Social Invitation Etiquette

Quick Tips on How to Invite People to Your Social Event

Invitation with string or pearls
Provide clear information on your event or party invitations. Dick Luria/Getty images

Are you planning an event that requires sending invitations? If so, these tips might help you with the wording and tone. Whether it's a formal dinner party that requires people to dress up in their finest duds or wear jeans to an outdoor children's birthday party, you'll need to follow a few simple guidelines.

Basic Information for All Invitations

There are some things that all invitations should include.

You'll want to let your guests know the purpose of the event (if there is one), the time (start and end), the place, special instructions (for example, costume party), and style (formal or casual). You should also ask your guests to RSVP so you are better able to plan.

Here are some other things you may want to include:

  • Whether or not your guest may bring someone else
  • Special instructions specific to the event (i.e., flashlight for a children's nighttime spotlight tag game)
  • If it's a children's party, whether or not you want the parents to stick around or drop off their child
  • Type of food being served in case of allergies
  • Request for allergy or food sensitivity information
  • Dress code

 

Formal Event Invitations

For a formal event, you want the invitation to match the tone. This is why many people will have them engraved or handwrite them. You may or may not use formal wording.

Here is an example:

Elizabeth Jewell and Gabriella Daniels
request the pleasure of Judith Walker's company
at dinner
on Saturday, February eighteenth
at seven o'clock
7 Evenstar Place
123-555-1111

The above example uses a formal tone. However, if you are more comfortable with "invite you to" rather than "request the pleasure of," that's fine.

Casual Event Invitations

When inviting someone to a casual get-together, you may choose a more conversational tone. Another option is to state the facts. Whichever you choose, you'll want the same basic information.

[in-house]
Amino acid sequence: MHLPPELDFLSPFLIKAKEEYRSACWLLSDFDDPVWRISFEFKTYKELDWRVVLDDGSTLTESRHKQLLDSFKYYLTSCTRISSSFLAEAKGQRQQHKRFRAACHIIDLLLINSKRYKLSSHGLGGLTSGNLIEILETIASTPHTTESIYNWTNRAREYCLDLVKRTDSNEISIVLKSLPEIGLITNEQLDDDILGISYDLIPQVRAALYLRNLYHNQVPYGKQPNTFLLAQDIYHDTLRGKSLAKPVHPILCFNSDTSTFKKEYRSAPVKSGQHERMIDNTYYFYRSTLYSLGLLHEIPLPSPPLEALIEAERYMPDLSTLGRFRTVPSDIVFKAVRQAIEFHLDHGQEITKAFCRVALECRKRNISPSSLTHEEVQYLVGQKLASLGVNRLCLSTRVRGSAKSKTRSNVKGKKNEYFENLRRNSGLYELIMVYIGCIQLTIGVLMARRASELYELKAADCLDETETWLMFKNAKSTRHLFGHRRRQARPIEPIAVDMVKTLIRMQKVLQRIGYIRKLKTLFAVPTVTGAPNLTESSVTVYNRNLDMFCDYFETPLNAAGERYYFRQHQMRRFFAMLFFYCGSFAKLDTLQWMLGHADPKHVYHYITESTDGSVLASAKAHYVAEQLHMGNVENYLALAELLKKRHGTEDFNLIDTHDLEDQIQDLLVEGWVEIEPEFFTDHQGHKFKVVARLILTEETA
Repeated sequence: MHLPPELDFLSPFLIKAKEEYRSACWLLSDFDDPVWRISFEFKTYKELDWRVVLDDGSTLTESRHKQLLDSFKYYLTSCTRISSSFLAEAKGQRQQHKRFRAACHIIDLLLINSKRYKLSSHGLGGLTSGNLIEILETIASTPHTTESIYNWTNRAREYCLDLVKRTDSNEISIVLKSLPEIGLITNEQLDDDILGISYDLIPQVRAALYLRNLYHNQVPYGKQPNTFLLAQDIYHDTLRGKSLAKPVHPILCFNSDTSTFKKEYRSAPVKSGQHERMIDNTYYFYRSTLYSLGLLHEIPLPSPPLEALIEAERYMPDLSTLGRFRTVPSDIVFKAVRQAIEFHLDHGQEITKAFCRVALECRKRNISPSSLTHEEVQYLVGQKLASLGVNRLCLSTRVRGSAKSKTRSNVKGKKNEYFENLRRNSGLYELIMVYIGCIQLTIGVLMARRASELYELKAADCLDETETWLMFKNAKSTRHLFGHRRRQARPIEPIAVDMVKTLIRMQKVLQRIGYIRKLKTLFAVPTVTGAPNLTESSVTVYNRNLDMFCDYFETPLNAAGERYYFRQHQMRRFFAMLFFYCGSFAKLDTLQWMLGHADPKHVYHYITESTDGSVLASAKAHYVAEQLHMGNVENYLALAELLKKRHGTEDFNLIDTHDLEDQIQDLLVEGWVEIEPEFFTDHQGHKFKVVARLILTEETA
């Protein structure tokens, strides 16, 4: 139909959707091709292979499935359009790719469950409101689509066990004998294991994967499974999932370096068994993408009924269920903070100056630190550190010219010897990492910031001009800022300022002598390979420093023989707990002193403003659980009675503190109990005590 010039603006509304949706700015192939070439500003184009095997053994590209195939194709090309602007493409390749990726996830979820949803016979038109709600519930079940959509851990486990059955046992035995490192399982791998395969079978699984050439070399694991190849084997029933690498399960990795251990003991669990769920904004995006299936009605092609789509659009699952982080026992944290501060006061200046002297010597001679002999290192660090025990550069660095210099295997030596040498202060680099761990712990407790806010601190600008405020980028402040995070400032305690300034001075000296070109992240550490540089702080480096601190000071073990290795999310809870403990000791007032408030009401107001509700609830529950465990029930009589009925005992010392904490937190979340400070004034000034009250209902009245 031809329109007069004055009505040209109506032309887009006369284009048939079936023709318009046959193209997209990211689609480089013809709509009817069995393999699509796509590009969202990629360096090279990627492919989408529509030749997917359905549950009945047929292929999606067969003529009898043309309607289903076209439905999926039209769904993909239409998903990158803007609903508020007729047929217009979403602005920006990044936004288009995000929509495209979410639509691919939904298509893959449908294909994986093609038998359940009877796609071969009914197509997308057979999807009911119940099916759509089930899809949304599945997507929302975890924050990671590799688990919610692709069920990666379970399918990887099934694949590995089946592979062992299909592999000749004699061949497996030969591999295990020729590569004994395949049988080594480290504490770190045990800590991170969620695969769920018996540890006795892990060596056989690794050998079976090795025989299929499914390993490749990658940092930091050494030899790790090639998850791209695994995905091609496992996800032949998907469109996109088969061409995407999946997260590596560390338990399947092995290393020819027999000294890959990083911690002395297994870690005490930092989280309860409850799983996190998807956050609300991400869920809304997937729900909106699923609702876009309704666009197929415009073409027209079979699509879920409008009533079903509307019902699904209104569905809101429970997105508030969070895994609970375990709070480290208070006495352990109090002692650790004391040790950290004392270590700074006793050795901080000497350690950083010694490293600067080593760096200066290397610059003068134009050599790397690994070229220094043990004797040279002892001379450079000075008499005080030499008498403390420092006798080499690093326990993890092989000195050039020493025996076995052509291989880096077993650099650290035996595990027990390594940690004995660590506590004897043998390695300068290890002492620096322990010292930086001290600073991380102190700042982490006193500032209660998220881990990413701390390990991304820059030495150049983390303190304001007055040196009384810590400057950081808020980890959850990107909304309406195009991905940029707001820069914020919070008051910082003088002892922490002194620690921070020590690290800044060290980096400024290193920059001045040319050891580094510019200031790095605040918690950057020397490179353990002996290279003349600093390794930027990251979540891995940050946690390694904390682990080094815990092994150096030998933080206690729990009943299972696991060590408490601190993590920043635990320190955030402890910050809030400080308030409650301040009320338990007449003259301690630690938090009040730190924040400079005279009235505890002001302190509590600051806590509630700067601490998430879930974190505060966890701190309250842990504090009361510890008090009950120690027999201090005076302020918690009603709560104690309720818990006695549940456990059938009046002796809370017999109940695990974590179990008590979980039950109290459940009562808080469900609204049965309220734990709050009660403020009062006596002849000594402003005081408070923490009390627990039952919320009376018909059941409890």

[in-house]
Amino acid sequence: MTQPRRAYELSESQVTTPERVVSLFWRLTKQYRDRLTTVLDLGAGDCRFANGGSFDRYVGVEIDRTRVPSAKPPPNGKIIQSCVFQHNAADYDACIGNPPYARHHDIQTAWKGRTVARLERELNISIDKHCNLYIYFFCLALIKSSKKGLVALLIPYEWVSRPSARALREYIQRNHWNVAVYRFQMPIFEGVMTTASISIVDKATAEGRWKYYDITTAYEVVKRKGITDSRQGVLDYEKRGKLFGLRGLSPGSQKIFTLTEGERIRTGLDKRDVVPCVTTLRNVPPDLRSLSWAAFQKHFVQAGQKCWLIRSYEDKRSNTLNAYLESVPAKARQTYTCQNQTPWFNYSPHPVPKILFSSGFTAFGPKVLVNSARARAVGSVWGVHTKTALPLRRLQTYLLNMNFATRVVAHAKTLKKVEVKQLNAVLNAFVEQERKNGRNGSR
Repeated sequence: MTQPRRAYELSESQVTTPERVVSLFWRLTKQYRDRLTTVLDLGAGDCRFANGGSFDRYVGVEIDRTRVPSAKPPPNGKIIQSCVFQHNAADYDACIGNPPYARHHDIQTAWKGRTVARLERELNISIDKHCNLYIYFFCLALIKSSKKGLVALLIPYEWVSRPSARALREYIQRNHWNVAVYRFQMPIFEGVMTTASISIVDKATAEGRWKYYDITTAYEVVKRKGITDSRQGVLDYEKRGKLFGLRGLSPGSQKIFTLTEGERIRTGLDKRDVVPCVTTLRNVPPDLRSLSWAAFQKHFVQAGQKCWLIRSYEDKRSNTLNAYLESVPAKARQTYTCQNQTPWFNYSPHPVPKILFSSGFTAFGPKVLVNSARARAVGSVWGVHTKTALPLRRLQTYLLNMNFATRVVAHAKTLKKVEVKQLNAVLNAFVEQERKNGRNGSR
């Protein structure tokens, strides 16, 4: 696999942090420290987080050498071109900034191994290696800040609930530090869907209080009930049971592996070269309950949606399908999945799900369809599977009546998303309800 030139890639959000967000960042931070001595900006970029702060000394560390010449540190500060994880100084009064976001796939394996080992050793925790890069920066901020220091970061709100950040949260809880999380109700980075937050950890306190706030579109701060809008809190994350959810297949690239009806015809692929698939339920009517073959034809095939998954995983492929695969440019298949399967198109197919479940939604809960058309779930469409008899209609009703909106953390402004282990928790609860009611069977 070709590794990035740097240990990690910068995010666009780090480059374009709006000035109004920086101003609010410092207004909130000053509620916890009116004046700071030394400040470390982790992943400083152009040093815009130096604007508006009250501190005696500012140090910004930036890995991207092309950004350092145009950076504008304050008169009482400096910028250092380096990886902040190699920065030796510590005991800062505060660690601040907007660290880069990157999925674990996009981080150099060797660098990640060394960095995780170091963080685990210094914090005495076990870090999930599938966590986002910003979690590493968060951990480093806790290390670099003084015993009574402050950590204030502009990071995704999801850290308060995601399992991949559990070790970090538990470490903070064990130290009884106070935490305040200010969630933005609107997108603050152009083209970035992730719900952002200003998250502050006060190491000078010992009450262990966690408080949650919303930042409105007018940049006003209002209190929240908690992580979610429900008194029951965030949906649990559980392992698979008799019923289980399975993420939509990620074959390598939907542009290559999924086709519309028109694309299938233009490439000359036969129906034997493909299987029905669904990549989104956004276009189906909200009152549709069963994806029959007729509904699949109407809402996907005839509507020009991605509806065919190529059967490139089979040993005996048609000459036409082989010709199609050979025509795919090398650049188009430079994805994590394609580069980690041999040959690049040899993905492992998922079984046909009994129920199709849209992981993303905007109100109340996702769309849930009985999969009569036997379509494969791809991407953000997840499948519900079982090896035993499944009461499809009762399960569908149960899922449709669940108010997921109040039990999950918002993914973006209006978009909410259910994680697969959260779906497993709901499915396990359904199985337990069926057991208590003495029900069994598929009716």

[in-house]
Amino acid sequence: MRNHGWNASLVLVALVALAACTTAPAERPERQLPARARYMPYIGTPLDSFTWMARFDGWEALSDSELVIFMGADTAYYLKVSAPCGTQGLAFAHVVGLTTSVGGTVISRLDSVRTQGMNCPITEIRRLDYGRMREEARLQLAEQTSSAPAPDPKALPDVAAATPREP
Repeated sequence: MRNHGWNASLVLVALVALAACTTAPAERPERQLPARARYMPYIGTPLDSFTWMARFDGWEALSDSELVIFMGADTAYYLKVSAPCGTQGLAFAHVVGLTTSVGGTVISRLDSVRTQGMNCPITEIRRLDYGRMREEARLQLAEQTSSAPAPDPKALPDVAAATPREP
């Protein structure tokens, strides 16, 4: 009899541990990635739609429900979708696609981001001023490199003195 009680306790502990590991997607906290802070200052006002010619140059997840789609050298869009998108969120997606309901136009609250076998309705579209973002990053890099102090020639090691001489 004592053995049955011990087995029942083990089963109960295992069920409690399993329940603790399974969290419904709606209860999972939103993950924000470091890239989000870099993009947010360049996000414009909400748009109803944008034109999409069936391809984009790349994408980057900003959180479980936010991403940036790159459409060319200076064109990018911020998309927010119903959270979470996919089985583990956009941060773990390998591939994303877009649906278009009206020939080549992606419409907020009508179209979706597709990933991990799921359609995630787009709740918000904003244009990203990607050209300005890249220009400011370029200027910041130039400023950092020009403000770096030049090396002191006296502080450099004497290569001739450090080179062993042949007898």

Here is an example of a casual invitation:

Hazel is turning eight, so come and celebrate with us!
Where: Bounce-and-Jump Trampoline Center at 123 Main Street
When: Saturday, February 18
Time: 2-4 PM
Wear comfortable clothes and socks
Phone: 123-555-1111
Please RSVP by Thursday, February 16
We hope to see you there!

What Not to Include on the Invitation

You don't need to include anything other than what is listed above on the invitation. However, if you don't want to receive gifts, You may use a simple statement such as "No gifts, please," or "In lieu of a gift, please donate to the local animal shelter." Or if the event is a fundraiser, you may state that.

Although many brides and grooms like to include the name of their gift registries on the invitation, it isn't the proper thing to do. Instead, you may ask a close friend or relative to provide that information separately. Never ask for money in the invitation because it's crass and can be very off-putting.

Before Sending the Invitation

Check your guest list. You need to make sure you have enough invitations and a few extras. After all, someone from your original list may not be able to attend, giving you a spot for someone else you would like to invite.

Whether you use professionally printed invitations or you handwrite them yourself, make sure you proofread them before you put them in the mail or hand deliver them. That is quite a bit easier than having to call everyone after they are mailed to change something.

When You Receive an Invitation

Remember that not everyone knows the proper etiquette of sending an invitation, so don't get too upset if you receive one that doesn't follow these guidelines. Maintain a positive attitude when you send the RSVP to accept or decline the invitation. If you go, forget about the host's faux pas and have fun.

 

Edited by Debby Mayne